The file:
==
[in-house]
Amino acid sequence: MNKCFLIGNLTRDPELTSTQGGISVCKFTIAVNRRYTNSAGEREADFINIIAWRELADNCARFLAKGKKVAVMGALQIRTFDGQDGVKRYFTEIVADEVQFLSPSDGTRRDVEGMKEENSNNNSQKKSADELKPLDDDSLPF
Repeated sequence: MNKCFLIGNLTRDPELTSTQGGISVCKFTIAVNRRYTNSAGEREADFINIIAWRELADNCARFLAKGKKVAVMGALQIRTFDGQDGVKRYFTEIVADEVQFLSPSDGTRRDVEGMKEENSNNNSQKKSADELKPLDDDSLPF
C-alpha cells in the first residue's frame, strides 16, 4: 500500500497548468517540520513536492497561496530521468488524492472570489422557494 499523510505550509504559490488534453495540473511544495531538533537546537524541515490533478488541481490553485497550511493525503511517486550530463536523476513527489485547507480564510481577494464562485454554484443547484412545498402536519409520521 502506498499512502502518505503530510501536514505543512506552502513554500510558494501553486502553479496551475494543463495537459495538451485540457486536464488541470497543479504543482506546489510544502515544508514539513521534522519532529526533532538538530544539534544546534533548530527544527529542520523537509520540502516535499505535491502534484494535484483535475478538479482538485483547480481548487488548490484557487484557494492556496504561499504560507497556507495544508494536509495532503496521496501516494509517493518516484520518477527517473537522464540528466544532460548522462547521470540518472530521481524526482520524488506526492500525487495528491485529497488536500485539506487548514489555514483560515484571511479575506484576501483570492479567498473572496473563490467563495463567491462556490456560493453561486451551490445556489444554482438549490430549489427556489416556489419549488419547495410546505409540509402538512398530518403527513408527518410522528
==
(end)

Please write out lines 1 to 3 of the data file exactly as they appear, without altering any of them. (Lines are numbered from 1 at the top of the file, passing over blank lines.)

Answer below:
[in-house]
Amino acid sequence: MNKCFLIGNLTRDPELTSTQGGISVCKFTIAVNRRYTNSAGEREADFINIIAWRELADNCARFLAKGKKVAVMGALQIRTFDGQDGVKRYFTEIVADEVQFLSPSDGTRRDVEGMKEENSNNNSQKKSADELKPLDDDSLPF
Repeated sequence: MNKCFLIGNLTRDPELTSTQGGISVCKFTIAVNRRYTNSAGEREADFINIIAWRELADNCARFLAKGKKVAVMGALQIRTFDGQDGVKRYFTEIVADEVQFLSPSDGTRRDVEGMKEENSNNNSQKKSADELKPLDDDSLPF